I imagine the difference between video is similar. But I don't particularly like 4k as it is TOO Much detail and crisp. And a resolution that size for gaming is too much for me as you cant read text boxes or inventory screens cause they are so small. Also for FPS games the field of view on 4k is so huge and detailed you can't really see where the enemy is coming from. Our natural focal view is actually pretty narrow so wide resolutions like that can mess with performance.

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Sure, but that data isn't compressed. Digital media is more compressed than physical, which is way more compressed than what's being filmed.

You're not WRONG per se, but even a 4k presentation of a film has gone through a process. No matter what we see, it's been through a process.

Sure it definitely has. True 4K is hundreds of terabytes per hour. A 4K disc maxes at around 100 TB. But digital video, whether downloaded or streamed, is significantly less than that. It has to be in order to get the broadest support for the services. With all my hard drives combined I don't have that kind of storage. So you lose quality, the only question is how much. There is a distinct, if minor, difference. The argument that it's already processed is kinda like saying it's already processed so old RealPlayer videos are fine.

 

It's funny that we're debating it, since in the end I think we would both say "Yeah, there's probably some difference but it's not enough to matter."

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The highest bitrate for UHD Blu-ray is 128 Mbit/s for a 100 GB disc (just over 50 GB/hour), which is lower than I thought it was. Streaming bitrate will be significantly less than that, but the encoding will be more optimized than on the disc version because there's more space on the disc (so stuff on the disc that could be compressed more without noticeable quality loss is left alone). Not the easiest thing to compare.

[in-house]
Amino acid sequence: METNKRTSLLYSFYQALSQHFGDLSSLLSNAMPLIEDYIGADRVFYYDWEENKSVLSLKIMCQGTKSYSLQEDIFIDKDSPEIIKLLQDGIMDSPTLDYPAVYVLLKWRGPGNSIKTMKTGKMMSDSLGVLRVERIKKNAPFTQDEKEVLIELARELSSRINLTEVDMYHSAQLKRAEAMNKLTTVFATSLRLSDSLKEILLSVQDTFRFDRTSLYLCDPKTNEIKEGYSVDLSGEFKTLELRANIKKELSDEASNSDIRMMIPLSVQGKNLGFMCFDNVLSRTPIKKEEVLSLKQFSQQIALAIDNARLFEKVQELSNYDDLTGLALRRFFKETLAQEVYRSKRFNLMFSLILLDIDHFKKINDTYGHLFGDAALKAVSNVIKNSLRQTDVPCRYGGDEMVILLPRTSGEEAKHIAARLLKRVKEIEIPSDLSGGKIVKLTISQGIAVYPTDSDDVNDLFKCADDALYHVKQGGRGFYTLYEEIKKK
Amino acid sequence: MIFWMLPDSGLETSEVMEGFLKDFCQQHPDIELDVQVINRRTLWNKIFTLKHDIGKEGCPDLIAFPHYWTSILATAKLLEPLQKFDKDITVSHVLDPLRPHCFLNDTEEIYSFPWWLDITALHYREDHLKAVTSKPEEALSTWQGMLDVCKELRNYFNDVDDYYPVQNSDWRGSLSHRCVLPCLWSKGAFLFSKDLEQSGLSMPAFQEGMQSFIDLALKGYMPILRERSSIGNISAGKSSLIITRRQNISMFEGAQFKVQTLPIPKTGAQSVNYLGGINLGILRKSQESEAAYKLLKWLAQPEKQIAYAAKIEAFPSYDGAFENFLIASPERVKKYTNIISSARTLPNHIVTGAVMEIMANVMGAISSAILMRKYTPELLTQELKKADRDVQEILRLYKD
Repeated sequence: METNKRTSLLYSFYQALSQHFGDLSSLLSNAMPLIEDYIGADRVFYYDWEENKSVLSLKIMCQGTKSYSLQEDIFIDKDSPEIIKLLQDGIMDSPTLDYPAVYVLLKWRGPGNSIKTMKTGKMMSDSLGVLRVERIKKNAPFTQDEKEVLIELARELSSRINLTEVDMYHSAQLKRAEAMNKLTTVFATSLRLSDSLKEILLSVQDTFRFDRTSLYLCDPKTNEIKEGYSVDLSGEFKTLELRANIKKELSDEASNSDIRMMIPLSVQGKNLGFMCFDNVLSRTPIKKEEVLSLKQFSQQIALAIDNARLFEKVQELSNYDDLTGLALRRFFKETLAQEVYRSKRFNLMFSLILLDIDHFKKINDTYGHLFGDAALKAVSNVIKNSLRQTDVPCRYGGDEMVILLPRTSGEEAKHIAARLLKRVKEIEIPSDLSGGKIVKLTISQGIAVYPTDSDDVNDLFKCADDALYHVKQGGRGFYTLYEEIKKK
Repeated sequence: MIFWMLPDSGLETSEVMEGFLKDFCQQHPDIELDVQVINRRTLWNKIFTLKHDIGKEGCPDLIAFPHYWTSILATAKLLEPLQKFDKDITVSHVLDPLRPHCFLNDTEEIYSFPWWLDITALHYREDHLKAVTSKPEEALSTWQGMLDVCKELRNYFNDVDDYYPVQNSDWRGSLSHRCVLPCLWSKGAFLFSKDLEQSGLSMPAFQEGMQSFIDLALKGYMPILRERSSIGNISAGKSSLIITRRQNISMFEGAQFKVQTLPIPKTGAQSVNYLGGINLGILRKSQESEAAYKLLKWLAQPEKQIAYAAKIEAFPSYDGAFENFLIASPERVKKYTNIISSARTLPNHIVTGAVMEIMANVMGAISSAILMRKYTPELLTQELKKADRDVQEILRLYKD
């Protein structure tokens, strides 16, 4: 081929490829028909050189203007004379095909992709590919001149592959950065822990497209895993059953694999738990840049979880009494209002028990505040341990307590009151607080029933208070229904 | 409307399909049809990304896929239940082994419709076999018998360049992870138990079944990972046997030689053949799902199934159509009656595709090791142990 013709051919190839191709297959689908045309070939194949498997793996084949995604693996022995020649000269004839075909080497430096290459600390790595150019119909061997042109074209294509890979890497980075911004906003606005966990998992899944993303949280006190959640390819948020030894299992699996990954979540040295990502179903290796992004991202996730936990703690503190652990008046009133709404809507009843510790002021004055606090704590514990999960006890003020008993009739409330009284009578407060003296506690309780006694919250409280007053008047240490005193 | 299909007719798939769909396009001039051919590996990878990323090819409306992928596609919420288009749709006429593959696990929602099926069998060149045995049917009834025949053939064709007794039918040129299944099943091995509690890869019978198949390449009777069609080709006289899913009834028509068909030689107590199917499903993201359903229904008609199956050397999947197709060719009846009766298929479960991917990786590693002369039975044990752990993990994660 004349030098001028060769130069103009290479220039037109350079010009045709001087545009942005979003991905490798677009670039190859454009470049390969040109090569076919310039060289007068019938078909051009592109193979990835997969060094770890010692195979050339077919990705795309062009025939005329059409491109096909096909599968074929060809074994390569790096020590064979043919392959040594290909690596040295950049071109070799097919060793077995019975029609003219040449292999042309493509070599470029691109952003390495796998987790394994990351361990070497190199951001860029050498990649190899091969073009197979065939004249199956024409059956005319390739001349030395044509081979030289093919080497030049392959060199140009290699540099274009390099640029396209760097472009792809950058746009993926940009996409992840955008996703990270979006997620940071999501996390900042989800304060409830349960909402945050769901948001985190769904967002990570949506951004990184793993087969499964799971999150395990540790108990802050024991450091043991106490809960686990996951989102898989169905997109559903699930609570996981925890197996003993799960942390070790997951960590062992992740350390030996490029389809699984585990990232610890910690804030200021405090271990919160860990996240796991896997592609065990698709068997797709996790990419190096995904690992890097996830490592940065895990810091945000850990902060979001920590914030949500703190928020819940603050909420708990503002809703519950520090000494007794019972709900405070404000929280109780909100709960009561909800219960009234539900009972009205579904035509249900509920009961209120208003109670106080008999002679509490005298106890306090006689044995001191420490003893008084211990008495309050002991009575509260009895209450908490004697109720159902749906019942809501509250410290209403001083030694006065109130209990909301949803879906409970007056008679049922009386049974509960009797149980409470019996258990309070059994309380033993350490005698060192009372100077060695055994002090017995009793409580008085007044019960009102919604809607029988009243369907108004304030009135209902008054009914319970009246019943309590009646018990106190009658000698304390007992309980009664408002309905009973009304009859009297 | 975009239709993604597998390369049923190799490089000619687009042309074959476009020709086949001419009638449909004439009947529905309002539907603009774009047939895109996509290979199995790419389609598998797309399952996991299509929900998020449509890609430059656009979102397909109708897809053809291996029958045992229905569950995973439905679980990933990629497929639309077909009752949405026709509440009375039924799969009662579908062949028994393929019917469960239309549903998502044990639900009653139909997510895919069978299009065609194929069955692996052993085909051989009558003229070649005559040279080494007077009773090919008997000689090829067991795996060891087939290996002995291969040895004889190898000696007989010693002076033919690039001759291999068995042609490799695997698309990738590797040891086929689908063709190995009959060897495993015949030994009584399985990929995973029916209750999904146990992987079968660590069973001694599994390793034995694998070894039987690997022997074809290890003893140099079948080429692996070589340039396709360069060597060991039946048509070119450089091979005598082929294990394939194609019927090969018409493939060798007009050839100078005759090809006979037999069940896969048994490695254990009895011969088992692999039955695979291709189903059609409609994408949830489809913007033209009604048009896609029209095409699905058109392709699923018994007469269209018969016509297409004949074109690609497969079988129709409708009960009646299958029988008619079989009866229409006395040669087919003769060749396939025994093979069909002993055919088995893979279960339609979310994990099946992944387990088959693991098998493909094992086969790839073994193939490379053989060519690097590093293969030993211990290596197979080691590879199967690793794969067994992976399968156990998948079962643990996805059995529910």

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Sigh. I knew it was GB and not TB. I'm going to blame the pain pills.

 

But, anyways, Netflix, per my router, rarely exceeds 10-20 Mbps. Same with any other service. Even with optimization, the chance of the quality being the same is low. I have 500 Mbps internet, and a wired connection, so it's not that my connection can't handle more.

 

But, really, this is silly and pointless. The real answer is that the average viewer won't notice a difference, especially without doing a direct comparison.

 

The biggest difference is in upscaled Blu-ray versus regular Blu-ray. 4K can be jarring and especially can make special effects look bad. I watched Bumblebee in 4K and had three thoughts: the effects were really good, this is the best live action Transformers movie, and it looked more real than reality.

 

For a lot of things, I think I prefer 1080p as a maximum resolution. I don't need to see every pore of every actor, or every single hair. I don't notice that about the people I see in my normal life. But for certain things, especially big effects movies, it's great.

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I have both a large video and music collection. Movie wise I don't buy a lot of movies anymore. I realized I was only watching them once. There are a few Blu-rays I have never watched.

On the music side there are only a few bands I still but CDs for. Since 80% of what I listen to my wife doesn't care for, streaming is best because I'm listening through headphones anyways.